Shovel Award: for digging community into a bureaucratic hole
September 25, 2008
Ladder award: Gareth Morgan for commentary on NZ & global economy
October 6, 2008
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Shovel Award: for cutting community amenity budgets and calling it visionary

A Shovel Award goes to the people of the Christchurch City Council responsible for their “Community Facilities Network Vision” (pdf) to cut local community funding.

The “vision” is to cut $397,000 annually from the Community Facilities budget (as advertised by the Christchurch City Council in the Press, 24, 2008). The public are invited to tell the council how to cut the costs. The consultation process for this will take 18-24 months.

How can such cuts to community amenities be called “visionary”? Visions are meant to be inspiring, to open up possibilities, to create hope and energy. Cuts to community amenities are visionless.

One vision for Community Facilities Networking could be for well-connected local villages that can develop innovative networks which successfully address issues such as food, transport, energy, security, and human care. A visionary question for the public could then be how the Council facilities might support such a networking structure.

The current cost-cutting vision is a powerful public signal, intended or otherwise, that community is seen in Christchurch as a poor relation which is to be made progressively poorer.

What do you think? What’s happening in your area? Send in any nominations for either Ladder or Shovel Awards.

1 Comment

  1. Steve L says:

    I gather that the cuts take place immediately, being within the 2006 – 2016 LTCCP, and are followed by several years of consultation.

    That sounds not only illegal under the LGA, but also destroys the mutual trust on which consultation must be based if its to provide for sustainable outcomes. CCC seems to be stifling legal forms of consultation, consent and potential consensus, in favour of a corporatised form of prior top-down decisionmaking. This evasion of legality and of the public sphere in favour of top-down managerialism seems a long term threat both to the Parliamentary Government system and to local community networks.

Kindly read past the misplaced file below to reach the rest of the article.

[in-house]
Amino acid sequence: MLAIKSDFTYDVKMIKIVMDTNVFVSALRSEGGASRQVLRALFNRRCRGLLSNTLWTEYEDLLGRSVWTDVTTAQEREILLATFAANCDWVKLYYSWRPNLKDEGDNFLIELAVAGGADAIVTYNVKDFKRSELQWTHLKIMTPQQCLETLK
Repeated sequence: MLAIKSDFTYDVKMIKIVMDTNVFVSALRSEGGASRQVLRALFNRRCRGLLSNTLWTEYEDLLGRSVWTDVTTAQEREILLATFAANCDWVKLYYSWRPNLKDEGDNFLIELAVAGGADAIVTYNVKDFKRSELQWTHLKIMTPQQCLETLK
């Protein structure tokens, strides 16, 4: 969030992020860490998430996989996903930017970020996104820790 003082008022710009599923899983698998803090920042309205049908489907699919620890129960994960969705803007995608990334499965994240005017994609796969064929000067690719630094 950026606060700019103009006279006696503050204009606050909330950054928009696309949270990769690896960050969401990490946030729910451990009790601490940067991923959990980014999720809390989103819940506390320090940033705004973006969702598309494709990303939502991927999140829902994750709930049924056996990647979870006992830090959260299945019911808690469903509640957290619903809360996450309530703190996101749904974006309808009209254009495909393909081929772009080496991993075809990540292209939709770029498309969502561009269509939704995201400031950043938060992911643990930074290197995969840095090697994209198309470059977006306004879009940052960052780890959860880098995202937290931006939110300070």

That this phenomena both arose from the government legislation that empowers Councils, yet seems to also undermine government, can be explained by the period of fervid neo-liberal dogma in policy and legislation from 1984. This seems usefully described as a coup d’etat that was so successful, nobody dares call it by its name.

    Whereas Parliament has more checks and balances, Councils are less encumbered in their dutiful following of the dictates of the second, local government, wave of Rogernomics. (Though here its best considering the RMA as twinned with the LGA, in the Council’s role of property governance through regulations and services, to refer to Privuptonisation.)

    CCC describes its LTCCP and its LGA processes as benign and positive. A win-win situation where ‘we’re all on the same side’. Indeed! Thats not my experience from over a decade of community organising.

    But cutting community services places greater pressures not only on the alternative provision of dervices from volunteers and charities, but on material and architectural facilities. On the land and buildings required to resource and coordinate community. This shifts the conflicts over budgets and finaces, over rates and consent and consultation, to also being Resource Management concerns. For if CCC’s public-focused spaces and places are cut back, they are either not being replaced, or replaced by private facilities.

    What I have outlined does seem a vision for some. Not for me. This glib CCC talk of visions in actuality impoverishes and blights our local realities of neighbourhoods and networks. The policy is clearly a shovel, despite its pretence to be a ladder.

    Other realted areas of CCC policy involve the development of a residents’ association policy. The current policy dates from 2001. However the current draft defines residents groups as equivalent to private interest groups, thereby continuing and deepening a private interest, corporatising model for ‘community’. The geographical and cultural locality of neighbourhoods, in particular their vulnerability to official and private development exploitation, is being isolated and silenced.

    This also is quite the opposite of any CCC facilitation of ‘networked localities’. Yet it needn’t be this way. With or without CCC.

    We need to liberate our visions from CCC, place them, as in this website, in the public domain, since CCC is no longer accountably representing public interests. The networking, needed to counteract ethnic parochialism (local commercial and status elites) and to minimise collective criminal forms of mutual aid (gang boundaries), has to be ground-up and flat-extending, not top-down.

    But CCC could usefully offer public webpages to facilitate this process. There is a current need for one single webpage with every residents’ groups desires and fears put up there in public, for public discussion and for comparison with CCC’s desires and fears.

    For we are not the same and its harmful to pretend otherwise when genuine negotiations are required. CCC could offer such a facility, and thereby offer genuine recognition of communities as independent and different, yet contributing in essential ways to the urban whole.

    Steve L

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